Right now, many GA aircraft have serviceable, compliant, Mode A & C transponders but comments from some owners indicate that after 31 December 2021, they will neither use nor recertify their redundant technology.

But new technology provides the solution.

For a cost similar to that of an iPhone or a Samsung Galaxy phone, pilots operating lightweight, home-built aircraft, gyrocopters, microlight aircraft, gliders, balloons, hang gliders or powered parachutes could be persuaded to invest in a portable device, if approved by the CAA under similar conditions to those in the UK and Australia.

The UK CAA and Australia’s CASA developed a minimum technical specification for low-power, lightweight, portable EC devices that use ADS-B IN/OUT.  They enable you to see and be seen, by transmitting your aircraft position, altitude, course and speed to surrounding aircraft. The information can be seen on a tablet with OzRunways or AvPlan.

Such EC devices are already on the market. They cost as little as £400 in the UK.

The aim is to encourage voluntary uptake in the GA community. A significant uptake could reduce the risk of mid-air collision in Class G airspace by improving situational awareness. The recent tragic accident at Masterton, involving a skydiving aircraft and another light aeroplane, is one example where EC could have turned the traditional ‘see and avoid’ concept into ‘see, be seen, and avoid’. A similar fatal mid-air collision occurred at Kapiti Coast aerodrome some years ago.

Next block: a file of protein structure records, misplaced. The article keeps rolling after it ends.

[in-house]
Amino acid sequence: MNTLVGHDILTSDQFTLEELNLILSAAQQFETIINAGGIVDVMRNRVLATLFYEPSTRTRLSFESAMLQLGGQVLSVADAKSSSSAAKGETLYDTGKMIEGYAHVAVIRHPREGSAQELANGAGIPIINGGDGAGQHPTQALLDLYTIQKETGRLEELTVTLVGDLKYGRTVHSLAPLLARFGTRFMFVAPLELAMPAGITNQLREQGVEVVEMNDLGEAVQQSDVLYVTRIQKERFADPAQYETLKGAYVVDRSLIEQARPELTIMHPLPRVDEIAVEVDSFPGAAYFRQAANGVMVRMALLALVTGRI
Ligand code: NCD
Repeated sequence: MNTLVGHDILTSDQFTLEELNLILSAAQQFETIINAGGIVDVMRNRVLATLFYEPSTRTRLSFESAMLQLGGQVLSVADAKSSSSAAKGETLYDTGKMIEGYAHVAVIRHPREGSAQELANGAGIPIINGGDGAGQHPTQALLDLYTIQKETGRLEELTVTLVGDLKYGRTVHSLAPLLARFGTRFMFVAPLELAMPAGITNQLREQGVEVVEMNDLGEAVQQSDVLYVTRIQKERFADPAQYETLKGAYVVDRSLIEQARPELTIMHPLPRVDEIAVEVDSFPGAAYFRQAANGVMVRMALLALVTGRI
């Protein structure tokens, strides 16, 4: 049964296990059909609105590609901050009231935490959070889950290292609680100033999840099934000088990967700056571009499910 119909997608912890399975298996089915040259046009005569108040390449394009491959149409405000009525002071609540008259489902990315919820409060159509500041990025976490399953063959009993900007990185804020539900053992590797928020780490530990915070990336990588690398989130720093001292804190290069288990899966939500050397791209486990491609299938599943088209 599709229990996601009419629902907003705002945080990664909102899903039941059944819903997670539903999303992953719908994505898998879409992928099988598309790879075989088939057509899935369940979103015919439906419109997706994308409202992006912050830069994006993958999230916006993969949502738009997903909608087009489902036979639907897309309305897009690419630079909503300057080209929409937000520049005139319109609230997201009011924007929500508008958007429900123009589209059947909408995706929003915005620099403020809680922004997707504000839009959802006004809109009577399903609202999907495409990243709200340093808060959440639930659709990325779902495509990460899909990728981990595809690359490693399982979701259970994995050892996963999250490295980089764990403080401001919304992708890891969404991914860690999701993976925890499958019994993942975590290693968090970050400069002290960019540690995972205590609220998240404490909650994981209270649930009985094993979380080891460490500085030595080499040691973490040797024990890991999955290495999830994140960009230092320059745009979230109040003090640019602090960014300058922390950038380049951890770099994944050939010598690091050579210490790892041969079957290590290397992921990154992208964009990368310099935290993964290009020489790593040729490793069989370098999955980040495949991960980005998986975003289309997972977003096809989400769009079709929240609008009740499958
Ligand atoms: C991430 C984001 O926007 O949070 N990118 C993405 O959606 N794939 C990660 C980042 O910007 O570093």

‘See and avoid’ is more robust when additional cues are available, such as those provided via an Air Traffic Service, radio, ADS-B or EC. An Australian Transport Safety Bureau report found that pilots are significantly more effective at seeing and avoiding other aircraft when they receive an additional cue – known as ‘alerted search’.

In 2016, the UK CAA produced CAP 1391, and amended it in 2018. The report sets out key results of the CAA-led project to develop an industry standard for a low-cost electronic conspicuity device for use in light aircraft. It explains why such a standard is necessary and what is needed to encourage more aircraft operators and owners to use EC devices. It sets out a full technical specification and acceptable means of compliance.